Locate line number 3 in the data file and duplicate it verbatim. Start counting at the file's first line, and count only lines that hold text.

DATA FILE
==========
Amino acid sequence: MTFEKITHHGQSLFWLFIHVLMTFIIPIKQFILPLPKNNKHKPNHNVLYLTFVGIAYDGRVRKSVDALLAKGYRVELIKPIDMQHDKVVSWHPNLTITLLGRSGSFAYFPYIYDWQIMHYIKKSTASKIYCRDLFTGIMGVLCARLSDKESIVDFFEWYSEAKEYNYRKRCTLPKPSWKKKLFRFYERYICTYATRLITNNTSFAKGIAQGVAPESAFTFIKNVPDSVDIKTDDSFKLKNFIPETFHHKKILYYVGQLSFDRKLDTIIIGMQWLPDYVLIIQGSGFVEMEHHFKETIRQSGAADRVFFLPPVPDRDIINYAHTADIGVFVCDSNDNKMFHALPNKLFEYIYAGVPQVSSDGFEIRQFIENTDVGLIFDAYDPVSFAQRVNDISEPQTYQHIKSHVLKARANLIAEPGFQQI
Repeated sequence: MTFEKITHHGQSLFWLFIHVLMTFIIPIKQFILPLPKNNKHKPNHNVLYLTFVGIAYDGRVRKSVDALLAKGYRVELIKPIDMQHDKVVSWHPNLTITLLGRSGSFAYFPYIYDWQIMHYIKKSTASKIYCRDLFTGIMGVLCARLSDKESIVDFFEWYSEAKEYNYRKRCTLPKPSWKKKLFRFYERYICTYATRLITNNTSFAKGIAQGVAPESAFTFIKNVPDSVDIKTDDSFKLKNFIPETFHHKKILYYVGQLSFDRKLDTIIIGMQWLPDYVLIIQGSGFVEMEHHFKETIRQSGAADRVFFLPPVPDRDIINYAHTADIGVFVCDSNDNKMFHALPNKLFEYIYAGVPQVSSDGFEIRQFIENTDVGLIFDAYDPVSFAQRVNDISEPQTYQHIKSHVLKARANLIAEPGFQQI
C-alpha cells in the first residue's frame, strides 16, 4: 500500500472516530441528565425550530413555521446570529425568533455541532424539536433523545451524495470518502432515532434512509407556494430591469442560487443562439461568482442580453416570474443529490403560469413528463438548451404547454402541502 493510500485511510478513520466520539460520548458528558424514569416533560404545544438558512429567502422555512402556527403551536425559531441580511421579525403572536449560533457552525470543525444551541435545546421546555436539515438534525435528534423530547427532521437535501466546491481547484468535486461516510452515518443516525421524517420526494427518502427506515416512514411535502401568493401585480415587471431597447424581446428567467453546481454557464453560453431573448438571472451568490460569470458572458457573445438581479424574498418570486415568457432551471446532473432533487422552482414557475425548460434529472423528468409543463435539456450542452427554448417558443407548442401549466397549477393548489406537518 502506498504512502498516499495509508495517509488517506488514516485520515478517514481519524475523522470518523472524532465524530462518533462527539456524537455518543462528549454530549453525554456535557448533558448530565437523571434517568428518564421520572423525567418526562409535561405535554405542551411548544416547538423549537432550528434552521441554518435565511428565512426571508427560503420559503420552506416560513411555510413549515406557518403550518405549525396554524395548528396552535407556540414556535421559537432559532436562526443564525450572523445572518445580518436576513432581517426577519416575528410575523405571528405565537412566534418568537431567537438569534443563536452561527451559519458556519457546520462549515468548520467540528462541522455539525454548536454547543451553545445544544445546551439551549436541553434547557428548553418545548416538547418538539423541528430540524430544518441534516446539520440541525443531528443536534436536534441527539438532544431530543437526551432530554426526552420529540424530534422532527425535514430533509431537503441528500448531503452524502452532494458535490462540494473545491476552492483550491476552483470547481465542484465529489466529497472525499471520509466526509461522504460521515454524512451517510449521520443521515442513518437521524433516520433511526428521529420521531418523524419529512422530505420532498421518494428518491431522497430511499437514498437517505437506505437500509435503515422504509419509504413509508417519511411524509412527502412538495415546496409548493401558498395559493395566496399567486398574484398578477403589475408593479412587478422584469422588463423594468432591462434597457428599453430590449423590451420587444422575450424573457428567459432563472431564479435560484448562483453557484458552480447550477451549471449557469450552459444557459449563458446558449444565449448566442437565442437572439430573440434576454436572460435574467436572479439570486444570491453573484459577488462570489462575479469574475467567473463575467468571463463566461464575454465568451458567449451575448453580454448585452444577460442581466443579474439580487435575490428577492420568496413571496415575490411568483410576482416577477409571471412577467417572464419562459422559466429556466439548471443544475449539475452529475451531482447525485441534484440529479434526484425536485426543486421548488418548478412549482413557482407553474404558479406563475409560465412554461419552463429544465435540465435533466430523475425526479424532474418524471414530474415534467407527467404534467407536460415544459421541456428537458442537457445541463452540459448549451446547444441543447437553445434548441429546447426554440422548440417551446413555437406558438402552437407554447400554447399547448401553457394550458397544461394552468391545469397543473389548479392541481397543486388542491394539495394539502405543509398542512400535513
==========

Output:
C-alpha cells in the first residue's frame, strides 16, 4: 500500500472516530441528565425550530413555521446570529425568533455541532424539536433523545451524495470518502432515532434512509407556494430591469442560487443562439461568482442580453416570474443529490403560469413528463438548451404547454402541502 493510500485511510478513520466520539460520548458528558424514569416533560404545544438558512429567502422555512402556527403551536425559531441580511421579525403572536449560533457552525470543525444551541435545546421546555436539515438534525435528534423530547427532521437535501466546491481547484468535486461516510452515518443516525421524517420526494427518502427506515416512514411535502401568493401585480415587471431597447424581446428567467453546481454557464453560453431573448438571472451568490460569470458572458457573445438581479424574498418570486415568457432551471446532473432533487422552482414557475425548460434529472423528468409543463435539456450542452427554448417558443407548442401549466397549477393548489406537518 502506498504512502498516499495509508495517509488517506488514516485520515478517514481519524475523522470518523472524532465524530462518533462527539456524537455518543462528549454530549453525554456535557448533558448530565437523571434517568428518564421520572423525567418526562409535561405535554405542551411548544416547538423549537432550528434552521441554518435565511428565512426571508427560503420559503420552506416560513411555510413549515406557518403550518405549525396554524395548528396552535407556540414556535421559537432559532436562526443564525450572523445572518445580518436576513432581517426577519416575528410575523405571528405565537412566534418568537431567537438569534443563536452561527451559519458556519457546520462549515468548520467540528462541522455539525454548536454547543451553545445544544445546551439551549436541553434547557428548553418545548416538547418538539423541528430540524430544518441534516446539520440541525443531528443536534436536534441527539438532544431530543437526551432530554426526552420529540424530534422532527425535514430533509431537503441528500448531503452524502452532494458535490462540494473545491476552492483550491476552483470547481465542484465529489466529497472525499471520509466526509461522504460521515454524512451517510449521520443521515442513518437521524433516520433511526428521529420521531418523524419529512422530505420532498421518494428518491431522497430511499437514498437517505437506505437500509435503515422504509419509504413509508417519511411524509412527502412538495415546496409548493401558498395559493395566496399567486398574484398578477403589475408593479412587478422584469422588463423594468432591462434597457428599453430590449423590451420587444422575450424573457428567459432563472431564479435560484448562483453557484458552480447550477451549471449557469450552459444557459449563458446558449444565449448566442437565442437572439430573440434576454436572460435574467436572479439570486444570491453573484459577488462570489462575479469574475467567473463575467468571463463566461464575454465568451458567449451575448453580454448585452444577460442581466443579474439580487435575490428577492420568496413571496415575490411568483410576482416577477409571471412577467417572464419562459422559466429556466439548471443544475449539475452529475451531482447525485441534484440529479434526484425536485426543486421548488418548478412549482413557482407553474404558479406563475409560465412554461419552463429544465435540465435533466430523475425526479424532474418524471414530474415534467407527467404534467407536460415544459421541456428537458442537457445541463452540459448549451446547444441543447437553445434548441429546447426554440422548440417551446413555437406558438402552437407554447400554447399547448401553457394550458397544461394552468391545469397543473389548479392541481397543486388542491394539495394539502405543509398542512400535513